But don’t ignore those for whom a tablet is a pill before every meal, says Debbie Marshall, managing director of Silver Travel Advisor
In 1967, the first cash machine opened in the UK in Enfield. A painstaking transaction produced a voucher which the customer had to sign, place into a special drawer where it was authenticated, and then a single £10 note was delivered.
For those of us born in the 1960s or before (‘digital immigrants’, as we are kindly called), our years at school and at least the first decade of our careers did not feature electronic gadgets.
Communications in my first ski season working overseas were by telex (you’ll need to look that up if you’re a millennial) and an elusive red plastic bag known as the company mail, containing all of the printed manifests for the following week, which would (or would not) arrive on the carousel at the airport on transfer day. Over the following years, I saw the advent of the car phone, the fax machine, dial-up internet, email and the mobile phone.
Today, many people in their seventh and eighth decades have no interest in or understanding of the digital world.
It’s also a confidence issue: terrified of all they read about hackers and online fraud, they see the digital world as one best left to the youngsters.
However, this is only part of the story. A growing number of silver surfers have evolved into social seniors, with a surge embracing the digital age, a trend that will only continue over the coming years as the younger generations of today become the pensioners of tomorrow.
New research* reveals how the over‑75s are using smartphones and tablets in record numbers: 27% last year, up from 15% in 2015, with smartphone use trebling from 5% to 15%. And among those aged 65-74, 51% had tablets last year, up from 39% in 2015.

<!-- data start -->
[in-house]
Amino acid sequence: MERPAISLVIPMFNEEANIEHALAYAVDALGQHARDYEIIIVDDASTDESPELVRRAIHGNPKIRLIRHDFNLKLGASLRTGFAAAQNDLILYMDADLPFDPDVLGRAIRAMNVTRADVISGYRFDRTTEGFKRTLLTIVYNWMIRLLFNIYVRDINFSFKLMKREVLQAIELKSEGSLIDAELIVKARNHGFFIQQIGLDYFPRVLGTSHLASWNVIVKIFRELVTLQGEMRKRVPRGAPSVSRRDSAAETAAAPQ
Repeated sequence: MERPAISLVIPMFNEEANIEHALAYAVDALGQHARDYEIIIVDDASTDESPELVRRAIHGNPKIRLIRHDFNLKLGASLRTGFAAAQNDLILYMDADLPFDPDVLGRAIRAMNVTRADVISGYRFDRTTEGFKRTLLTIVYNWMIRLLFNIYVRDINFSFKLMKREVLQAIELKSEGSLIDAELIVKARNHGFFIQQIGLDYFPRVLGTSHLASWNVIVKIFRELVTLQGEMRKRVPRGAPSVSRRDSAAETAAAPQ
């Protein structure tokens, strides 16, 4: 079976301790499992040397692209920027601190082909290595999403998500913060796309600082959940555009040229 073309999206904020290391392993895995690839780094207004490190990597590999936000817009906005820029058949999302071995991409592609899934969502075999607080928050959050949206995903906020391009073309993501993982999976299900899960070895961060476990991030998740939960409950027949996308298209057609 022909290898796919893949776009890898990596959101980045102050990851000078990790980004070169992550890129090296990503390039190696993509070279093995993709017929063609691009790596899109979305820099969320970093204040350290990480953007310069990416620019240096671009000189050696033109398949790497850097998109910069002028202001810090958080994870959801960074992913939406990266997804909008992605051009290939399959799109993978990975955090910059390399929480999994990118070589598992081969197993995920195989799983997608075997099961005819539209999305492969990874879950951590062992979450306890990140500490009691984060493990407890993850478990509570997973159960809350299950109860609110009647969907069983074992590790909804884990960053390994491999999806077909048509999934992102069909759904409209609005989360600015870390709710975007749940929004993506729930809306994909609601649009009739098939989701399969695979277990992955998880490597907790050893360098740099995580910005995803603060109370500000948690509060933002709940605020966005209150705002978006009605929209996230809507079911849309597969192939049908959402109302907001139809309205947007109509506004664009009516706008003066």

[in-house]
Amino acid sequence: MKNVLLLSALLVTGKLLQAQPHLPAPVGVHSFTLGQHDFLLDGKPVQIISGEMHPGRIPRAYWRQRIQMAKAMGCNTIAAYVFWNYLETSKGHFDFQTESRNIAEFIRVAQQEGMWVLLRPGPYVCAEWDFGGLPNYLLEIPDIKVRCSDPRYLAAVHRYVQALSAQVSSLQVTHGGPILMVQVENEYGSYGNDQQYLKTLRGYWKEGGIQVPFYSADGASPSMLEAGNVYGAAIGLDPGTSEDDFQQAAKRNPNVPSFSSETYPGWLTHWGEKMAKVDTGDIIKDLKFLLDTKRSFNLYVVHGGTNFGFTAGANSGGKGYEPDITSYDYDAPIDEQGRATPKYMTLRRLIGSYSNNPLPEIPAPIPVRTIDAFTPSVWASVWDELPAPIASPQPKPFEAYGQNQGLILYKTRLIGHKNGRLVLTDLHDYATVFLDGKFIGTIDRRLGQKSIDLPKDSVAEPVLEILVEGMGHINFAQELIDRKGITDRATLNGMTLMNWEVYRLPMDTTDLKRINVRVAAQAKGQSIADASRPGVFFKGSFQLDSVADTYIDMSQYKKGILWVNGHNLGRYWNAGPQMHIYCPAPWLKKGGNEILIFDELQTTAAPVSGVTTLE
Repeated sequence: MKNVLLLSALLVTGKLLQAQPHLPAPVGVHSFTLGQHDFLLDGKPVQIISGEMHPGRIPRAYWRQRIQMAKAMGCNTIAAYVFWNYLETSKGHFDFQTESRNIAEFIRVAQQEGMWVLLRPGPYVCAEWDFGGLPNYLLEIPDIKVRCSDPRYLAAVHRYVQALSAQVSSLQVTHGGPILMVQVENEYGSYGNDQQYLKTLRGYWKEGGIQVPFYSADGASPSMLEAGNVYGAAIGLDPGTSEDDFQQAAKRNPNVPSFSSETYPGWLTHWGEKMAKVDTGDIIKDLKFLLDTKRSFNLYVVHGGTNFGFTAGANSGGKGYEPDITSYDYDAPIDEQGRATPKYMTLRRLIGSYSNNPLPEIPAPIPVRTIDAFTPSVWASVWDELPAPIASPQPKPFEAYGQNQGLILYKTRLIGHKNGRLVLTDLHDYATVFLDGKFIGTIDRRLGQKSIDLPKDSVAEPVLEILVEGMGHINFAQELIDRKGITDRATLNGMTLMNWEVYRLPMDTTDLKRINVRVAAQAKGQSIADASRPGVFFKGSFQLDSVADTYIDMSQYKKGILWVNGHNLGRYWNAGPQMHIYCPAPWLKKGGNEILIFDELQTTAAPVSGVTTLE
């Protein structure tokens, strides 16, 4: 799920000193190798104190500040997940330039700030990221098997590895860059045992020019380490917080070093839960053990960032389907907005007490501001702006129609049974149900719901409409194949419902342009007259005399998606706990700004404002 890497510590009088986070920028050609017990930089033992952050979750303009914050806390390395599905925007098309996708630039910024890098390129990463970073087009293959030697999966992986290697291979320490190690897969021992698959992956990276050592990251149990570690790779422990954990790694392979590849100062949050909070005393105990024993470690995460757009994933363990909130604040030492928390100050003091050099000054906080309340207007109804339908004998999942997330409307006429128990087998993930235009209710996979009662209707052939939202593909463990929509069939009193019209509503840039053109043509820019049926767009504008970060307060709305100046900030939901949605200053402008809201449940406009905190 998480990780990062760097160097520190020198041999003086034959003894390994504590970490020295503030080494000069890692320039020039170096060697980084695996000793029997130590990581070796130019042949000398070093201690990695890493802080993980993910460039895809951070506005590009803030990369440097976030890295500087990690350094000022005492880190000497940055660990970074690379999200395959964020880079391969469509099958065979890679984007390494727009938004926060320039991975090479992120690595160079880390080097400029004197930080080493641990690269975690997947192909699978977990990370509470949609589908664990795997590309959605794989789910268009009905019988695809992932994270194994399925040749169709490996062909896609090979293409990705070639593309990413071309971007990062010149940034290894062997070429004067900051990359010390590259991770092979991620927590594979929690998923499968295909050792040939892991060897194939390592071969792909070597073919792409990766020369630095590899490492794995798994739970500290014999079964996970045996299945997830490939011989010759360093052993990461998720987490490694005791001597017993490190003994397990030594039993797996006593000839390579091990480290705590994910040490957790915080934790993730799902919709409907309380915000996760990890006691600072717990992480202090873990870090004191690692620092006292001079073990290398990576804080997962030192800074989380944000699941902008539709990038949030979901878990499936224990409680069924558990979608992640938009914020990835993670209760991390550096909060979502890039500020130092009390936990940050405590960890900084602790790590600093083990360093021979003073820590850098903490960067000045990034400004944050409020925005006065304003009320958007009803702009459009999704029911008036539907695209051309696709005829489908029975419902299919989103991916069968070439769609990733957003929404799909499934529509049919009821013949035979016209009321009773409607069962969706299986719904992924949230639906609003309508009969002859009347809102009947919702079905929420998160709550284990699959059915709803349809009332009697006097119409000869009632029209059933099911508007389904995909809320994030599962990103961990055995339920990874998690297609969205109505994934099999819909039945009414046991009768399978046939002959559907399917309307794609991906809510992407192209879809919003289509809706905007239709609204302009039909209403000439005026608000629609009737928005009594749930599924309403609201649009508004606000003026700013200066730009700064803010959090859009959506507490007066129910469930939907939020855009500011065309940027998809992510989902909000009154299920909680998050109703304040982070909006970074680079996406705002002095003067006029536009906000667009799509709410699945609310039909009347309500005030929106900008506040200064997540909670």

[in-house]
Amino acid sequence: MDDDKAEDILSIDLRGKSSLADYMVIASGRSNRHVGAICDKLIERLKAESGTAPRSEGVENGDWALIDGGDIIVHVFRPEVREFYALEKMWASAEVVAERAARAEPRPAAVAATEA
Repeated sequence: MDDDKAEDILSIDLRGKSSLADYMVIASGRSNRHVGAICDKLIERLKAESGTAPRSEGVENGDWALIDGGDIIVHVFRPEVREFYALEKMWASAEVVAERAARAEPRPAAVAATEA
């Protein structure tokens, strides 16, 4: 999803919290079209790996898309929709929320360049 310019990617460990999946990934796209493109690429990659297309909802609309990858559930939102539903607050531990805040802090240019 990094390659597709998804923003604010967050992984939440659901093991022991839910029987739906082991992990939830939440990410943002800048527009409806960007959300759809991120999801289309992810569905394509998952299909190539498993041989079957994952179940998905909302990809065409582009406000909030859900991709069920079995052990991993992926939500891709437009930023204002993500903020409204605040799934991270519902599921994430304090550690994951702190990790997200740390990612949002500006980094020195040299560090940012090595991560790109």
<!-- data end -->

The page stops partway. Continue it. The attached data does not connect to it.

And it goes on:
The findings also reveal that almost half of internet users aged 65-74 now have a social media profile – up from less than a third in 2012, and the proportion of over‑75s on social media has increased from 13% to 41%. Facebook is the most popular social network for senior citizens, used by 87% of pensioners who are on social media. In contrast, just 6% of seniors choose to be on WhatsApp and only 1% opt for Instagram.
Lessons for trade
Older customers clearly differ. For every silver surfer addicted to online research, Facebook and Skype, there’s another who will never have an email address, for whom the language of emojis and tweets is entirely foreign and for whom a tablet is something to be taken before every meal.
Travel companies targeting the older market need to keep a firm eye on the past as well as looking forward. If your business provides only electronic information, you may be losing business without even realising it. Spending time and money on Instagram posts may bring smiling cartoon faces as a measure of success, but will barely touch the over-60s.
Yet a paper brochure sent by good old snail mail, with a personalised letter and followed up with a friendly phone call or meeting, continues to be a successful way to talk to many of the older generation.
And don’t let a 20-year-old social media ‘expert’ tell you otherwise!
*Ofcom’s annual Adults’ Media Use and Attitudes report
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